CNN pundit and prospective Secretary of State appointee Fareed Zakaria gushed over President Barack Obama’s foreign policy debate performance on Monday night.
"[Obama] quite effectively pointed out that Romney was indecisive or waffled on an issue or gone back and forth … and he kept saying being commander-in-chief, being president is about being consistent," Zakaria said.
Zakaria later overlooked CNN’s own instant poll of debate watchers by citing a CBS poll that showed a larger margin of victory for Obama.
"The gap for Obama is much higher; I think they are exactly right," he said.
Zakaria, who has criticized America’s democracy, backed containment on a nuclear Iran, and expressed hostility toward Israel, is being floated as a high-level diplomat in a second Obama administration and has even been touted as a potential successor to Secretary of State Hillary Clinton. That did not prevent CNN from giving him a platform as a nonpartisan pundit in its post-debate analysis.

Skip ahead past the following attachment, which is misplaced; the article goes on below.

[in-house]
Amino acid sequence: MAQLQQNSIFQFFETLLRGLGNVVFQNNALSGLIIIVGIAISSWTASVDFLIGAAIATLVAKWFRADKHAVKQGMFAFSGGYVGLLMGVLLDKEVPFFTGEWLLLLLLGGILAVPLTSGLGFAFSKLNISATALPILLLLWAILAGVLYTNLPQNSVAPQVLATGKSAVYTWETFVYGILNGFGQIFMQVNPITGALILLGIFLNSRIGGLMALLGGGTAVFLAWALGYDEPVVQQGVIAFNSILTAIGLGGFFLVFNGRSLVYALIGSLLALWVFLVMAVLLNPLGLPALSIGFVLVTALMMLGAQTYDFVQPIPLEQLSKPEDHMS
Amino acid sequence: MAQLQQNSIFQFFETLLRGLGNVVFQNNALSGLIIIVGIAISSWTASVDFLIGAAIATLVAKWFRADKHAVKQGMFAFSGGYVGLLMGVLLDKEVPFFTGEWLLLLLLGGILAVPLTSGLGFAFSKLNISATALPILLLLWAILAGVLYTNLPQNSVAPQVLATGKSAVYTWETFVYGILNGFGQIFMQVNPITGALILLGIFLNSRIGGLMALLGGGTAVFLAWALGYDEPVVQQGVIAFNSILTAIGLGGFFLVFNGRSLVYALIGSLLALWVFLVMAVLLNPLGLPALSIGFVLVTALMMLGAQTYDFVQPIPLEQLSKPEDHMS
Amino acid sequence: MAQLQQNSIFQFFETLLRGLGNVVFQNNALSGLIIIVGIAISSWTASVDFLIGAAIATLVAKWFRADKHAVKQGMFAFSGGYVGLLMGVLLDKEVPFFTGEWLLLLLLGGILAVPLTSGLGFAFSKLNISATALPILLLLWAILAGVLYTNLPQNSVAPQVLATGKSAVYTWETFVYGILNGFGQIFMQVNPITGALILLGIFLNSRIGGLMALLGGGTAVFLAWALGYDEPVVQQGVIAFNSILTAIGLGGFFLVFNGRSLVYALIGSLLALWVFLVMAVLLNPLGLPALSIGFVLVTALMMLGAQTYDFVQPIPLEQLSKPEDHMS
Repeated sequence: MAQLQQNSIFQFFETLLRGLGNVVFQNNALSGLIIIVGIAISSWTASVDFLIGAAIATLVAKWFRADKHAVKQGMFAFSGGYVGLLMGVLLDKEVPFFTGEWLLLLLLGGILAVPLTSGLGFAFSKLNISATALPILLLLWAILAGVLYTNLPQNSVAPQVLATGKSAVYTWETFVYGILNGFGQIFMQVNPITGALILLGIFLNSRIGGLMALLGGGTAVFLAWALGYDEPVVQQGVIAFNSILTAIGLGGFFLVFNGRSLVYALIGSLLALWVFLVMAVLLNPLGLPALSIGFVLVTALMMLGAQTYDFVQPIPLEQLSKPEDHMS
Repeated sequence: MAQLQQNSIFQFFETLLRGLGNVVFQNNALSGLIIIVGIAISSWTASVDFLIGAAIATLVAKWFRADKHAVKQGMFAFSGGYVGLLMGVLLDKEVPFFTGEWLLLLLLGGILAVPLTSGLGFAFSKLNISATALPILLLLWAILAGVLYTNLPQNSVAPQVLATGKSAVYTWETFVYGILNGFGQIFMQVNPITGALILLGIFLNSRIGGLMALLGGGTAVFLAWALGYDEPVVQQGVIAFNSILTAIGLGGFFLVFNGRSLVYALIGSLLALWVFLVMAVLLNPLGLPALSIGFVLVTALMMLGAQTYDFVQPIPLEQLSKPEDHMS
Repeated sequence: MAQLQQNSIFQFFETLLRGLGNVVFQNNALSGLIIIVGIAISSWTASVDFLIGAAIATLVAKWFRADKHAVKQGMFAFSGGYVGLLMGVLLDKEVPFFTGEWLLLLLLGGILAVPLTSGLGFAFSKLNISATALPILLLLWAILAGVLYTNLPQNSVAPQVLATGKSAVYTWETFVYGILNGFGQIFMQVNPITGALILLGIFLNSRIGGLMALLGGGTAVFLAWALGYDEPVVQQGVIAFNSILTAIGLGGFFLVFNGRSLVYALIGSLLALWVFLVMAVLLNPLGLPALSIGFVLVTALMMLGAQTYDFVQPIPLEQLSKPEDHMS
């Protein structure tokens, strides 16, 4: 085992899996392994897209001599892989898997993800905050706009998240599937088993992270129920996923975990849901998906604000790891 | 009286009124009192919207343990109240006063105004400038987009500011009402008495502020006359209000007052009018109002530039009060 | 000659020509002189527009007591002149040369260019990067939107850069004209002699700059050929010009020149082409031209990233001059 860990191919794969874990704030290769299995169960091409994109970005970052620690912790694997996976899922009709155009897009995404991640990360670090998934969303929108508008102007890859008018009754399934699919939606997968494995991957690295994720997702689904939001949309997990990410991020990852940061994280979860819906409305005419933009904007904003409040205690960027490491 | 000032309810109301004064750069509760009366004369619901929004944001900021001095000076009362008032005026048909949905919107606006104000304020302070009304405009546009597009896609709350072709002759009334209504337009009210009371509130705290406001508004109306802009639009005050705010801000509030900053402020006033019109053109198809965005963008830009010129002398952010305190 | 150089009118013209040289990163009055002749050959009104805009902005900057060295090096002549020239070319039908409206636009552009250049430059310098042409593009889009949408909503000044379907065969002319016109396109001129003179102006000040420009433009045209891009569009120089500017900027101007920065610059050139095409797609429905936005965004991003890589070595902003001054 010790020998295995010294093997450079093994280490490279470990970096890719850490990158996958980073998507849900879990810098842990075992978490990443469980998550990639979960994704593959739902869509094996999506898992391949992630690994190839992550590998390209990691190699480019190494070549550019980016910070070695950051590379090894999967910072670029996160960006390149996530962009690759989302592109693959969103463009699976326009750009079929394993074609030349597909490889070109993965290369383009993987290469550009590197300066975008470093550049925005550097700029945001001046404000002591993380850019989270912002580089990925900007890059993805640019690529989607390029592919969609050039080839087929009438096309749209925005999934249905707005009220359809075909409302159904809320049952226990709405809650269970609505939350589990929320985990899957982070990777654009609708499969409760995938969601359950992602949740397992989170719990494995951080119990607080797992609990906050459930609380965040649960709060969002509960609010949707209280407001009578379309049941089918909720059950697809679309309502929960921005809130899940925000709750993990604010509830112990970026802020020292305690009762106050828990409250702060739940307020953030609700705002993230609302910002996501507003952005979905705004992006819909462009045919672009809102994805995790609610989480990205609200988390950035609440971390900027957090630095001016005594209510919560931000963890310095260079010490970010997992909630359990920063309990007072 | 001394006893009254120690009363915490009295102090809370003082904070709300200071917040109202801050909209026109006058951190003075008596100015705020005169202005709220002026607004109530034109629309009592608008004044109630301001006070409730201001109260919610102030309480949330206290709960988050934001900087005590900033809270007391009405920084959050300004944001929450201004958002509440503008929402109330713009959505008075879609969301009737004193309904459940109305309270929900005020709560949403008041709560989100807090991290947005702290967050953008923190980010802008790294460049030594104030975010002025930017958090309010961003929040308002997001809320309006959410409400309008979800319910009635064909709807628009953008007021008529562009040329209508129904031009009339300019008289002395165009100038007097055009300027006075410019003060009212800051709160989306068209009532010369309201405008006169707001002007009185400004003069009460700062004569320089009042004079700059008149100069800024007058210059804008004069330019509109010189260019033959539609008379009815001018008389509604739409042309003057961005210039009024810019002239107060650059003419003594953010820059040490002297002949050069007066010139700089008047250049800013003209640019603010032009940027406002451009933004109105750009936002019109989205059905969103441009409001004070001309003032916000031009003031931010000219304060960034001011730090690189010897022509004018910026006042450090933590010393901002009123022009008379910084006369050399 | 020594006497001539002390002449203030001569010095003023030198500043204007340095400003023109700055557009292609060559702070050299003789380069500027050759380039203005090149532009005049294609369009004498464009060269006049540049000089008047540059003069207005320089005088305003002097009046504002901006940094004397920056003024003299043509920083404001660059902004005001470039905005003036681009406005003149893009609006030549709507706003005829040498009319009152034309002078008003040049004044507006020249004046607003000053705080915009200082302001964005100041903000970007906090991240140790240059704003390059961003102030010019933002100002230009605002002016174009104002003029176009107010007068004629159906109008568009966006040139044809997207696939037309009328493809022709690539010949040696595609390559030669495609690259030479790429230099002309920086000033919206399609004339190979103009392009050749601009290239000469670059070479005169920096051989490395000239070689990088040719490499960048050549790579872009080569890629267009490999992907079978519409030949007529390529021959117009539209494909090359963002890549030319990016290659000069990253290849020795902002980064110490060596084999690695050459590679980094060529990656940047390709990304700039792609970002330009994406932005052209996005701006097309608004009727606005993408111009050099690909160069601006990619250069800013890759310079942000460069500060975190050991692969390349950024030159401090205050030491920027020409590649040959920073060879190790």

Zakaria’s name has been bandied about for an administrative post for more than five years. The Washington Free Beacon reported on the Obama administration’s scouting of Zakaria in the spring.
Zakaria has gone to great lengths to ingratiate himself to Obama, frequently flattering the president and vociferously attacking his critics on both sides of the political aisle. This could be the reason Obama is so keen on the pundit, sources said.
"Every column he’s written in the Washington Post for the last two years has been a job application," said one longtime Washington foreign policy insider who requested anonymity. "He’s just climbing the greasy pole…"
Speculation has only increased over the years, as Zakaria and Obama bonded over several face-to-face sit-downs and powwows about critical world events. It has even been reported that the president phones the CNN talking head to get "wisdom and advice about issues around the world."
The CNN host and TIME Magazine editor made headlines in August when he plagiarized a New Yorker article on gun control. He was suspended for one week before CNN and TIME accepted his apology, as well as his pledge to comply with journalistic standards in the future.
"Zakaria has apologized for a journalistic lapse. CNN and Zakaria will work together to strengthen further the procedures for his show and blog," CNN said in a statement after it lifted the suspension.
Secretary Clinton said she will not seek a second term as head of the State Department if Obama is reelected in November.